Onset of PD is gradual and slowly increases in intensity. It often begins with a coarse tremor in one hand while it is at rest, but the tremor is diminished when a purposeful move is initiated or is absent at night while sleeping. The tremor may progress to the other hand, arms, legs, jaws, and face. For some patients, the tremor becomes less pronounced with time, and for some it never becomes a major feature of PD.
Parkinson’s disease is classically a movement disorder with dystonia, where sustained muscle contractions cause twisting and repetitive movements or abnormal postures. Problems often develop with walking, and facial expressions become less active or expressive. Muscles of the limbs can tighten, restricting free and fluid motion. Muscles of the hands are less responsive, so daily activities become more difficult, as does handwriting. Often, taking a first step is difficult and, as noted earlier, walking motion resembles a shuffling motion, with little or no arm swinging and a characteristic stooped posture. With reduced flexibility, control, balance, and reaction, falling becomes more of a danger in later stages.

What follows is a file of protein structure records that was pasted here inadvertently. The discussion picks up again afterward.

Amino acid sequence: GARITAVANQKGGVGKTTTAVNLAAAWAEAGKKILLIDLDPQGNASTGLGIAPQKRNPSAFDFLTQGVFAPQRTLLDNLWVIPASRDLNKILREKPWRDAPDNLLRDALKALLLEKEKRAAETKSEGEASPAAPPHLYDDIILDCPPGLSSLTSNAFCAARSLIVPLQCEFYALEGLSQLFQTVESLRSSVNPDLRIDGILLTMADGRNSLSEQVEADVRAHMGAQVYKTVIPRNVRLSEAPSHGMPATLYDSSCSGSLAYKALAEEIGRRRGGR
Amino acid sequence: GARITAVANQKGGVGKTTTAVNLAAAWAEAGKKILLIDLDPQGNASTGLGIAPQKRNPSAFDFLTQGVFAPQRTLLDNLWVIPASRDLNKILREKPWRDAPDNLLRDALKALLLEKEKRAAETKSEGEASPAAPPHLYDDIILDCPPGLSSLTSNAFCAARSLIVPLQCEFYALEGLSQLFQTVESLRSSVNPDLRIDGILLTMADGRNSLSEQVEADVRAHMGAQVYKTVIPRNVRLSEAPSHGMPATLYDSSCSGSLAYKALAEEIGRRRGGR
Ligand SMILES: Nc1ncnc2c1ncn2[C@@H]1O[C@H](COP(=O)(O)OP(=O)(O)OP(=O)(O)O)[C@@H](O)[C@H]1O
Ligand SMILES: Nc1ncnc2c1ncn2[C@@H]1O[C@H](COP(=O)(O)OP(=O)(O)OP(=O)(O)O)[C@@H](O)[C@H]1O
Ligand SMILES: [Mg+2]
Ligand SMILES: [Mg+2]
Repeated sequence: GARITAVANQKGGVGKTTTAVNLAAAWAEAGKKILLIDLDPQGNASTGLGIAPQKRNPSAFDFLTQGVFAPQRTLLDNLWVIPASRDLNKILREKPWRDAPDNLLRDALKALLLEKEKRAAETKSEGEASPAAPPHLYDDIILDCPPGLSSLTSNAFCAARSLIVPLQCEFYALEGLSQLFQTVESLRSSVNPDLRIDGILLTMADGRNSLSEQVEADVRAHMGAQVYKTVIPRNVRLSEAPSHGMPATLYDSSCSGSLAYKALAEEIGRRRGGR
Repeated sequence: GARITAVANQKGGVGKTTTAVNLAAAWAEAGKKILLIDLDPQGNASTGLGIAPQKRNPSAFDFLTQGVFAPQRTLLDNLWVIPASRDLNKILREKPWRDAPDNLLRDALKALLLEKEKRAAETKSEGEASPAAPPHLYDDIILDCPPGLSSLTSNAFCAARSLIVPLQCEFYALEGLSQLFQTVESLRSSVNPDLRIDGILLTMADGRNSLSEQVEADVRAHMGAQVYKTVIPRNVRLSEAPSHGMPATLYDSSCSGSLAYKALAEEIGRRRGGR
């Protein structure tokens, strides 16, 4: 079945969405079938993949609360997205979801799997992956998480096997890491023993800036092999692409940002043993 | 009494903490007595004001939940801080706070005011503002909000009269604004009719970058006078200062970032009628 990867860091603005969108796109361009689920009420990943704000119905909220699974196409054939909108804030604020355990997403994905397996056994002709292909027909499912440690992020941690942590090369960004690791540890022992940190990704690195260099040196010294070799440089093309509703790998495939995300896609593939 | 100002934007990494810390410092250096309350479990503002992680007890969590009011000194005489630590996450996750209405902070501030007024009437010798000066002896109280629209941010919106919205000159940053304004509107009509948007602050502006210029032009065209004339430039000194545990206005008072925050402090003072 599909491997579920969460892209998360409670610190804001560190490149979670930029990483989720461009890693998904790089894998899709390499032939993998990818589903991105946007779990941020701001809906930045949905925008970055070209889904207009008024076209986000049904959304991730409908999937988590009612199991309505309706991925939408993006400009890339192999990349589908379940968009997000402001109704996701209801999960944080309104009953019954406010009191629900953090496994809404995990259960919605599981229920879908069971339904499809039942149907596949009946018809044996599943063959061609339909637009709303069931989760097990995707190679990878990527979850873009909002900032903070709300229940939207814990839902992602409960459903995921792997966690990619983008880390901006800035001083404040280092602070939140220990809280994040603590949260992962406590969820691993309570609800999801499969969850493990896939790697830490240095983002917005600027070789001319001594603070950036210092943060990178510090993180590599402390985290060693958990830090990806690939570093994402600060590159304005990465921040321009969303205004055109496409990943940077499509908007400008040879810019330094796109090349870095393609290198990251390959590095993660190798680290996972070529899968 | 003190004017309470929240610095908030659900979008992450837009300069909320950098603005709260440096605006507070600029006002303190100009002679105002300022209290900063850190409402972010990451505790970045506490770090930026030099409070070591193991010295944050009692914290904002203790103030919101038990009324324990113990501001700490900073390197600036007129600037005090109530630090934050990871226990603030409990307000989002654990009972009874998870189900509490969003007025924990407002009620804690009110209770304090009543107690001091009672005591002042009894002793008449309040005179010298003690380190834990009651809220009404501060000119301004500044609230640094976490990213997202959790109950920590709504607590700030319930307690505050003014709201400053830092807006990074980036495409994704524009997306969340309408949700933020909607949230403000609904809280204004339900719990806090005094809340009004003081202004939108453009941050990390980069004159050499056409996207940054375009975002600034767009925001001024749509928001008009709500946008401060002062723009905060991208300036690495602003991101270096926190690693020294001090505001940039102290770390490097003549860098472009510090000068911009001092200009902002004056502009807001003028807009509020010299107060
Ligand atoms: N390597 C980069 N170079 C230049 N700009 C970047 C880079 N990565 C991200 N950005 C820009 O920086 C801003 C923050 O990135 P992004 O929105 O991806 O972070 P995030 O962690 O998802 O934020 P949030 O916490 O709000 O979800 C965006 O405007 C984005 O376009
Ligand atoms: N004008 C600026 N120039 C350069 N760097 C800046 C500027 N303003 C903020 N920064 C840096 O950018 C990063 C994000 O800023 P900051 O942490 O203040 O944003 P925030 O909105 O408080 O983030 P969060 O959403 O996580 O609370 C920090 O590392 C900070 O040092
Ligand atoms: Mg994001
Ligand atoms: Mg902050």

Parkinson’s disease usually exhibits the presence of Lewy bodies in the brain cells, whereas Alzheimer’s disease shows accumulation of tau protein in the brain with extracellular neurofibrillary tangles; however, dementia along with neurofibrillary tangles often occurs in advanced stages of PD. A person with PD has 2 to 6 times the risk of suffering dementia compared to the general population, and the chances increase with a lengthy duration of the disease. Dementia is associated with a reduced quality of life for people with PD and their caregivers, increased mortality, and a high likelihood of nursing home care.